Tucson Mountain Park

We've been to Tucson several times in the month since we arrived here in Why. Each time we travel through Tucson Mountain Park on the west side of Tucson, and it is some of the most beautiful desert I've ever seen. So thick with saguaro cactus, it's like a forest!

Botany that I can understand

I'm really coming to appreciate the desert. When I was younger, the wide open spaces of the West seemed boring to me. I didn't have the discernment to notice gradual changes in vegetation and terrain that I now appreciate as I travel or even sit in one place. I picked up an amusing 1941 book at the Ajo Library the other day and I'm enjoying learning more about what I see.

I'm also relaxing into a routine, between travels and company. I've been listing a lot of eBay auctions, and today I rooted out my mosaic tools and started breaking some of the plates I'd picked up in Phoenix. I'm cooking slow food and taking life as it comes, and that feels great.

Monday, November 14, 2011

My Life Off the Grid

A bank of batteries we use to store solar power

When I was traveling earlier this year in the Guppy, looking for a warmer, healthier place to live where my arthritis wouldn't hurt as bad as it did in the Pacific Northwest, I mostly camped at places where I could hook up to electricity. Once in a while, I'd overnight at a Walmart, casino or truckstop, but then I really only ran the houselights and didn't attempt to really "boondock," where you live off the grid for some time.

I had done some reading about how to boondock, but I lacked confidence. For one thing, I was traveling alone, and it didn't seem like a good idea for me to go out and stay in remote places by myself. For another, I didn't really understand how to work anything except the house lights.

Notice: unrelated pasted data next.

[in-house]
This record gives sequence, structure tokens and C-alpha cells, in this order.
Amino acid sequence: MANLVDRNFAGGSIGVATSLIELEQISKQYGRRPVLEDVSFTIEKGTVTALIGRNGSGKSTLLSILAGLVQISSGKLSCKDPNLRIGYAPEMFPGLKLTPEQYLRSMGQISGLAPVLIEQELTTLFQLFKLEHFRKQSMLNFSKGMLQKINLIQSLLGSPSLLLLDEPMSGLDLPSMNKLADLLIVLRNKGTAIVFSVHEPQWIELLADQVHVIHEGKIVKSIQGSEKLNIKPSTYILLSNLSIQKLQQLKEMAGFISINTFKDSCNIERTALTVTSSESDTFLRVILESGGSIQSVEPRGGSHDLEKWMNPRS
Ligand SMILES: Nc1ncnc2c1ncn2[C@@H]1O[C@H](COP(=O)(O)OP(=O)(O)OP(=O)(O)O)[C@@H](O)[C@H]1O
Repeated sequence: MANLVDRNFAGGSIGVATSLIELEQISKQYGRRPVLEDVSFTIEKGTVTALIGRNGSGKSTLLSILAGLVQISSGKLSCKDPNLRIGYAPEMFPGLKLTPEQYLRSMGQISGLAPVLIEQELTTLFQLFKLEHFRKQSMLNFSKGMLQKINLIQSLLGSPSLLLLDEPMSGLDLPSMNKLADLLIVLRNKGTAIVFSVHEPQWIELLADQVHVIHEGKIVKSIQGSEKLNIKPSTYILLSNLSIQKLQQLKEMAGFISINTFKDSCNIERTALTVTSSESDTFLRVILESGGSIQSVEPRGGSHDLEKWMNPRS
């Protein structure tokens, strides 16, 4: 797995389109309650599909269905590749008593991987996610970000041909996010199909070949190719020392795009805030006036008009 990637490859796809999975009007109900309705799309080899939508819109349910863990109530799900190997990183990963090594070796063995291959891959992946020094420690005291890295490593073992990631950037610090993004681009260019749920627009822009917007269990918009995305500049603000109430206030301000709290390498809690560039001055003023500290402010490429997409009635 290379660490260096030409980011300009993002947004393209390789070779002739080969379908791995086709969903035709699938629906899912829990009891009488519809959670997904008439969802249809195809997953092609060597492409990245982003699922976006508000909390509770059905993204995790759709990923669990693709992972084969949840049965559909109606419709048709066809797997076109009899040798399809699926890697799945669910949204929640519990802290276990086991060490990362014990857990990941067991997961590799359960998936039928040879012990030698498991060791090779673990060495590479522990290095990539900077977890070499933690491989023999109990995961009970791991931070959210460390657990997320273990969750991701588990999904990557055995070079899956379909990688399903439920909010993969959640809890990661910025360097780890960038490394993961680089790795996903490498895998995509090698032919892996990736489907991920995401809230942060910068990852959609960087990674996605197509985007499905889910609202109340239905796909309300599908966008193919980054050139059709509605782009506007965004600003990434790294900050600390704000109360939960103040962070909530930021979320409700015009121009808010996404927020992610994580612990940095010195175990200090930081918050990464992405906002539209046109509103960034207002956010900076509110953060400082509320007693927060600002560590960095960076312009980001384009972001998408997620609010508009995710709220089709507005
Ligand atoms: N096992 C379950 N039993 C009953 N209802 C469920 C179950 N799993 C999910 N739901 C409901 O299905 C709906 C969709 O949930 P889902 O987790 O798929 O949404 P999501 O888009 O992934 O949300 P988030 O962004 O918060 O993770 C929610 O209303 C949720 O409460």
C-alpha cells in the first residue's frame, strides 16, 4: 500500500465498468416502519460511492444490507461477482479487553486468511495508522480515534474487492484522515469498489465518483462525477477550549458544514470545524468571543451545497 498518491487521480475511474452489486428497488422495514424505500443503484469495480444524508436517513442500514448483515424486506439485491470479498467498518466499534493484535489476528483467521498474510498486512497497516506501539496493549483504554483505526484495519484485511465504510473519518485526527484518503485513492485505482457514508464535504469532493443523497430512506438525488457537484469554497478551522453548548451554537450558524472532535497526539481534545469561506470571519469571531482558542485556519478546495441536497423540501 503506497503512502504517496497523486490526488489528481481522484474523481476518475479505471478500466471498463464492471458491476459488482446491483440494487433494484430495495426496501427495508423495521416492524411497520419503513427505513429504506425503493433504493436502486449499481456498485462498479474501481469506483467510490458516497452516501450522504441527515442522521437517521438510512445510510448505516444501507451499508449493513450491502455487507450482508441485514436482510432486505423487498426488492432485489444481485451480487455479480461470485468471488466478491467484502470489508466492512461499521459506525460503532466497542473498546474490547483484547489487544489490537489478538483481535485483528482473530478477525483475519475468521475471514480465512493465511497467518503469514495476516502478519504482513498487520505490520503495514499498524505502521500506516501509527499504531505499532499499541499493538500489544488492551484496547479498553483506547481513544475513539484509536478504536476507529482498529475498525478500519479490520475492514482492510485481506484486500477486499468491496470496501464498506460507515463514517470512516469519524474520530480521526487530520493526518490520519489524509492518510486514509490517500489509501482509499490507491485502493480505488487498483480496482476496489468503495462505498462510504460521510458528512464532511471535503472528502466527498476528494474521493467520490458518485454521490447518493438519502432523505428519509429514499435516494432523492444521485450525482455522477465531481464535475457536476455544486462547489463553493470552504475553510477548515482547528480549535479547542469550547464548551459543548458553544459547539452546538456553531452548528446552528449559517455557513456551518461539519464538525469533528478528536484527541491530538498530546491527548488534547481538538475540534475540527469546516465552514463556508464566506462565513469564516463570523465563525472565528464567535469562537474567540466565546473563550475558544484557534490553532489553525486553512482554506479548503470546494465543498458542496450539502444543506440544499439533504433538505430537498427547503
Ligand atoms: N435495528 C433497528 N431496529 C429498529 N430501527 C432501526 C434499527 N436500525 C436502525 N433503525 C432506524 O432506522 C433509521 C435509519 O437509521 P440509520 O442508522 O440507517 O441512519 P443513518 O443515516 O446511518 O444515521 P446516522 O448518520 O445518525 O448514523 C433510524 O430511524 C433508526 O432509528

Early in my travels, when I tried to turn on the inverter, it screamed like a cat you'd just stepped on, which apparently meant it wasn't getting any juice. Later on, when I got new batteries and a new alternator, the inverter worked fine and I finally learned that I could plug in my computer or charge my phone or run a little fan--but this was late in my travels. Probably 6000 miles into them.

When Steve asked me to join him in Arizona this winter, living in his 5th wheel at Coyote Howls, a primitive RV park, he warned me that in some ways it would be like camping and that I may not like it. However, so far, I am enjoying it just fine. And it's been very valuable for me to see how a person actually lives off the grid. It's giving me a lot more confidence about my future travels in the Guppy.

Steve's 5th wheel, bike and trucks

I don't know any technical jargon. I tried to learn some from books, but it was all way over my head. I'm smart, but in an artsy literary way, not scientificky or mathy. (See, I like making up words.)

Anyway, what I do understand is, we use solar power. We are currently using four solar panels and four batteries. Steve used to use just two batteries, but with me and my computer here, now we have four. Basically, for every two or three hours of sunshine, we get an hour of being able to use the computer or DVD player or vacuum cleaner or whatever inside the 5th wheel.

Solar panels on the ground and on top of the 5th wheel

Usually there is plenty of sunshine in the Sonoran Desert. Occasionally we get a cloudy or rainy day, and then we may have to choose between getting online or watching a DVD that night. But that's okay--Coyote Howls has a clubhouse that has regular 110v power (ooh, that's pretty technical for me!) and we can take our computers up there if we want.

When we want to use electricity for anything besides lights in the 5th wheel, we go outside and turn on the inverter. Then we go back outside and turn it off when we're done.

The inverter where we turn the electricity on and off

There are some things you can't do with solar power, regardless of how much sunshine you are getting. We can't run an air conditioner, but that's fine. This time of the year, it's temperate enough to not need one during the daytime, and it's downright chilly at night. I also cannot use my waffle iron (it's in the Guppy for when I go camping someplace where I hook up to electricity), my sewing machine, my iron, my toaster, or basically anything that has a heating element.